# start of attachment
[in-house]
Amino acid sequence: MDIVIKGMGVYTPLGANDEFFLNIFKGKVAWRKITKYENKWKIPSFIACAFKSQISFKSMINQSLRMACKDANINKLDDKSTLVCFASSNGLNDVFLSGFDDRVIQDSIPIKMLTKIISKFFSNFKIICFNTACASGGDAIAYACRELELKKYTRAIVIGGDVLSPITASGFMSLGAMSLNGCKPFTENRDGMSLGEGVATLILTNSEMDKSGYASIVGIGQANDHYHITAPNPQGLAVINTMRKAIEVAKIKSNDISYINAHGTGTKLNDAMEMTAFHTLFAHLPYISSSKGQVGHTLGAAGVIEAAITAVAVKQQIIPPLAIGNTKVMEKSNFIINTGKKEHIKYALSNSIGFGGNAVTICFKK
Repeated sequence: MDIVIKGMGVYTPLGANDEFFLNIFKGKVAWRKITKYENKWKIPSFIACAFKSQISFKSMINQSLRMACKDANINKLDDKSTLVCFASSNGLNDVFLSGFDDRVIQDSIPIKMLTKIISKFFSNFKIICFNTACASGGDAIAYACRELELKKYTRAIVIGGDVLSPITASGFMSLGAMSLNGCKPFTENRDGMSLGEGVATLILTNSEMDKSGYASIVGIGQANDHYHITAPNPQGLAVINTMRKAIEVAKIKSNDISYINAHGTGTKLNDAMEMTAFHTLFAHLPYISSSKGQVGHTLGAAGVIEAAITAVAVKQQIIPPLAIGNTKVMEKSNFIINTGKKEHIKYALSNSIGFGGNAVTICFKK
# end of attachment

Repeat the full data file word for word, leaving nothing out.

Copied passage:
[in-house]
Amino acid sequence: MDIVIKGMGVYTPLGANDEFFLNIFKGKVAWRKITKYENKWKIPSFIACAFKSQISFKSMINQSLRMACKDANINKLDDKSTLVCFASSNGLNDVFLSGFDDRVIQDSIPIKMLTKIISKFFSNFKIICFNTACASGGDAIAYACRELELKKYTRAIVIGGDVLSPITASGFMSLGAMSLNGCKPFTENRDGMSLGEGVATLILTNSEMDKSGYASIVGIGQANDHYHITAPNPQGLAVINTMRKAIEVAKIKSNDISYINAHGTGTKLNDAMEMTAFHTLFAHLPYISSSKGQVGHTLGAAGVIEAAITAVAVKQQIIPPLAIGNTKVMEKSNFIINTGKKEHIKYALSNSIGFGGNAVTICFKK
Repeated sequence: MDIVIKGMGVYTPLGANDEFFLNIFKGKVAWRKITKYENKWKIPSFIACAFKSQISFKSMINQSLRMACKDANINKLDDKSTLVCFASSNGLNDVFLSGFDDRVIQDSIPIKMLTKIISKFFSNFKIICFNTACASGGDAIAYACRELELKKYTRAIVIGGDVLSPITASGFMSLGAMSLNGCKPFTENRDGMSLGEGVATLILTNSEMDKSGYASIVGIGQANDHYHITAPNPQGLAVINTMRKAIEVAKIKSNDISYINAHGTGTKLNDAMEMTAFHTLFAHLPYISSSKGQVGHTLGAAGVIEAAITAVAVKQQIIPPLAIGNTKVMEKSNFIINTGKKEHIKYALSNSIGFGGNAVTICFKK